*WARNING: POSSIBLE CAVITY-INDUCING PIECE*
I have a tale to tell. It’s a story about a youngish Muslimah woman of colour who happens to be a football fanatic. Synopsis: She comes across #hijabdesk-worthy Kickstarter initiative and critiques the project of two, privileged, white women working in Africa.
Sounds familiar, right?
You may think you know what happens next: said woman was ignored, as were her comments, questions and suggestions – as many of the voices of WoC are, until a nifty hashtag is unleashed and the “need” for our voices arises. Platforms for people of colour, women in particular, are limited, despite social media exploding from events that infuriate and (deservedly) require critique from minority groups and individuals alike.
But, in this case, you would be wrong.
Getting back to story, the Muslim woman, we’ll call her “Shireen,” was contacted regarding a documentary film project about female footballers in Zanzibar. The project was requesting donations in order to cover filming and production costs.
Shireen saw the tweet, immediately checked out the video, and grimaced. She did a quick Google search on the women. She was pretty mortified at the title of the film: “Veils to Cleats”. *shudder*
“They shed their veils and hijabs, uncover Manchester United jerseys, lace their cleats, and hit the field,” exclaimed project planners. [insert #hijabdesk]
As a hijab-wearing athlete by choice, Shireen found that the inference by the filmmakers that one could only have access to sport and participate after unveiling made her stomach turn. Although she was not familiar with the local female football culture in Zanzibar, the whole world was aware that after much deliberation, IFAB (FIFA’s governing body) had agreed to strike down a law banning hijab. Anyone with a computer and the slightest interest in International Women’s Football knew this to be the case.
Truthfully, our protagonist was not terribly hopeful that there would be any reply. But she found the project on Facebook and she emailed the filmmakers, introducing herself, expressing concerns regarding use of the word “veil,” and asking a few specific (pointed) questions. As this was a Kickstarter project that was already launched, she really didn’t think there would be a positive outcome. Or any outcome. She waited for the *crickets*.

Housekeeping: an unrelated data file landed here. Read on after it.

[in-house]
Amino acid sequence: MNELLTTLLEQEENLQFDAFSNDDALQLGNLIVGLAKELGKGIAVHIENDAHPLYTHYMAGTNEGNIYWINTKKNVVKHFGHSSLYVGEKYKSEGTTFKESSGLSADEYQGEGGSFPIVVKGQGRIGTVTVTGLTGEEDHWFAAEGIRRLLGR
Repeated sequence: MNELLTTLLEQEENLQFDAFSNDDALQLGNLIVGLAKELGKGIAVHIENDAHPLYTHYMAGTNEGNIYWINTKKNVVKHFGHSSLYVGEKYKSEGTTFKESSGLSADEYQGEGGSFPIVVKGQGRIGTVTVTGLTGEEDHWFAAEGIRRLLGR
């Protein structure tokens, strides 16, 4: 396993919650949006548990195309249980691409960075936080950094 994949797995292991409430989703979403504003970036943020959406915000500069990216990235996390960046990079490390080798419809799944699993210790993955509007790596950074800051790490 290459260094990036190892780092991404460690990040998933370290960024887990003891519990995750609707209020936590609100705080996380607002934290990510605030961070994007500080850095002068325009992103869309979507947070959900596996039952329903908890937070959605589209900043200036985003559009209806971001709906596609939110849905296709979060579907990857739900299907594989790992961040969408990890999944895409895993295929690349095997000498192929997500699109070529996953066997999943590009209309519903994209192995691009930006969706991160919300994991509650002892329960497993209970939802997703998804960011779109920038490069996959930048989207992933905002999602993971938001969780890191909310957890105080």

Shireen had had very few, very very few, experiences in her exchanges with white feminists that left her feeling like their perspectives was nuanced. Like some horrible comedy, she was accustomed to reading about and hearing the stories of Muslim women in mainstream media from practically everyone BUT Muslim women. There were the attacks (can’t bring myself to insert a link by Pam Geller, Ayan Hirsi Ali or other trolls) and equally frustrating, unwarranted defences. (Sadly, white women are seldom the only ones to disregard the voices of Muslimahs.)
Much to her surprise, a reply came swiftly and politely. It thanked her for her comments and told her that her feedback was appreciated. She nodded and thought, “Well, at least they replied.”
“Dialoguing” is a great term used to describe the exchange of ideas between parties. It’s also a rarity. In Shireen’s limited experience on social media, such “dialogues” often involve challenging self-proclaimed “experts” (such as a white man lecturing [mansplaining] Muslim women on hijab) and then having them insist their opinions are correct as they mock you.
She also prepared by mentally ‘rolling up her sleeves’ in case she needed to fight. This was personal: Muslimah footballers. This was a part of her; so personally, so deeply.
When she was contacted again on that same day by the filmmakers, it is fair to say she was gobsmacked.